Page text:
6 Less Than The Product Of 4 And X

Are you struggling to simplify algebraic expressions like “6 less than the product of 4 and x”? Don’t despair! Understanding this concept can unlock a world of mathematical possibilities.

Pain Points:
Simplifying algebraic expressions can be challenging, especially when dealing with operations like multiplication and subtraction. Many students encounter difficulties understanding the order of operations and how it affects the simplification process.

By the end of this post, you’ll gain a clear understanding of how to simplify “6 less than the product of 4 and x.” You’ll learn the steps involved and practice with examples to enhance your algebraic skills.

Main Points:

  • The “product of 4 and x” refers to the multiplication of 4 and x, which can be expressed as 4x.
  • “6 less than” means subtracting 6 from the calculated value of 4x.
  • The simplified expression becomes 4x – 6.
  • Simplifying algebraic expressions involves understanding the order of operations (multiplication before subtraction) and applying it correctly.
  • Practicing with various examples helps solidify your understanding of the process.
6 Less Than The Product Of 4 And X

Let x Be Any Real Number. Prove That x^2 – 1 ≤ x^2


In this article, we will explore the mathematical inequality x^2 – 1 ≤ x^2 for any real number x. We will demonstrate this inequality using algebraic manipulations and provide a geometric interpretation to enhance understanding.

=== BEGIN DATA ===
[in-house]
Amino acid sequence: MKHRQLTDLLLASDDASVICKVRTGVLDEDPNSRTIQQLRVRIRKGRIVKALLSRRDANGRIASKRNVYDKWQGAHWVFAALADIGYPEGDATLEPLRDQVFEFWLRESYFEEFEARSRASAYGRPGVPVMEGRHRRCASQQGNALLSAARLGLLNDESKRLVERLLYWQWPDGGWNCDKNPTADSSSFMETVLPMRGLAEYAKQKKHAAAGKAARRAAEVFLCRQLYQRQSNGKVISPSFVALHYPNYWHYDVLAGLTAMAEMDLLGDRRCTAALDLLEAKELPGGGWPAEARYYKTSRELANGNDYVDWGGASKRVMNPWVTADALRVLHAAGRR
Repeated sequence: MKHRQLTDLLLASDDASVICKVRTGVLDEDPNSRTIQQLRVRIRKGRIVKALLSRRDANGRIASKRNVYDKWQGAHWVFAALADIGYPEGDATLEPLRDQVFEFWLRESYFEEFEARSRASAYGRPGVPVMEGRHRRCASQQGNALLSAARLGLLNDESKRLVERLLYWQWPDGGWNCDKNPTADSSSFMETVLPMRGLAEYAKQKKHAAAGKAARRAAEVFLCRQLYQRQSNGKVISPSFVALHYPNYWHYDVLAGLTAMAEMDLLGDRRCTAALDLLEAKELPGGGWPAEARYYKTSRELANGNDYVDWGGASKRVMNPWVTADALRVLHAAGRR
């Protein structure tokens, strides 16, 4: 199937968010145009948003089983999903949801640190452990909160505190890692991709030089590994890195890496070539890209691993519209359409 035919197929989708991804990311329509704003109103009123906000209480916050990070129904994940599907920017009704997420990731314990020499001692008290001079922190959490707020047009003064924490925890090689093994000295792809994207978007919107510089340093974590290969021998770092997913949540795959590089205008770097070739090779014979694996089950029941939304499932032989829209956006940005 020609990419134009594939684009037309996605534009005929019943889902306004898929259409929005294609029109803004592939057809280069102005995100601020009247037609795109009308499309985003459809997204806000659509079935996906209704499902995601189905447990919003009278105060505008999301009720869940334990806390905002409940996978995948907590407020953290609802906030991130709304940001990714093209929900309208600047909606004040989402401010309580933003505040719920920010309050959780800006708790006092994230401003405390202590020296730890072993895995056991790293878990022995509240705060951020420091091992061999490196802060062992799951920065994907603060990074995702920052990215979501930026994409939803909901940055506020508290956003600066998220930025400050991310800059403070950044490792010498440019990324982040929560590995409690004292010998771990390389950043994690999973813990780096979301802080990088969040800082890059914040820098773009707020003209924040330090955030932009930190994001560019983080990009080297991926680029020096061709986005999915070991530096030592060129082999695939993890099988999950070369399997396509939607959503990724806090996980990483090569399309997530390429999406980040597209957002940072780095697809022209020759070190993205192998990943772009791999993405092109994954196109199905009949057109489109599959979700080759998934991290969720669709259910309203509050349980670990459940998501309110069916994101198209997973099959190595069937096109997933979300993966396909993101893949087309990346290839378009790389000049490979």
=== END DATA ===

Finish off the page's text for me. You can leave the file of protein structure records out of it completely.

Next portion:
Derivation of the Inequality

  • Algebraic Manipulation:

Starting with the left-hand side of the inequality, x^2 – 1, we can rewrite it as follows:

x^2 - 1 = (x + 1)(x - 1)

Since x can be any real number, at least one of the factors, x + 1 or x – 1, will be non-negative. Therefore, their product, (x + 1)(x – 1), is non-negative.

Adding this non-negative quantity to x^2, which is always non-negative, results in a non-negative quantity:

(x^2 - 1) + x^2 = 2x^2 ≥ 0

Simplifying the left-hand side gives us:

x^2 - 1 ≤ x^2

Hence, we have proven the desired inequality.

  • Geometric Interpretation:

Consider a square with side length x. The area of this square is given by x^2. Now, imagine inscribing a circle inside this square, tangent to all four sides. The radius of this circle is x/2.

The area of the circle is given by π(x/2)^2 = (π/4)x^2, which is always less than the area of the square, x^2. This geometric interpretation provides a visual representation of the inequality x^2 – 1 ≤ x^2.


We have established that the inequality x^2 – 1 ≤ x^2 holds true for any real number x. This inequality is useful in various mathematical applications, such as calculus and optimization.


  • Q: What is the significance of this inequality?
  • A: It provides insight into the relationship between the squares of consecutive integers and is crucial in understanding the behavior of quadratic functions.
  • Q: Can the inequality be reversed?
  • A: No, it is not possible to reverse the inequality because there exist negative real numbers for which x^2 – 1 > x^2.
  • Q: What practical applications does this inequality have?
  • A: This inequality is used in proving the concavity of quadratic functions and finding the minimum value of certain functions.



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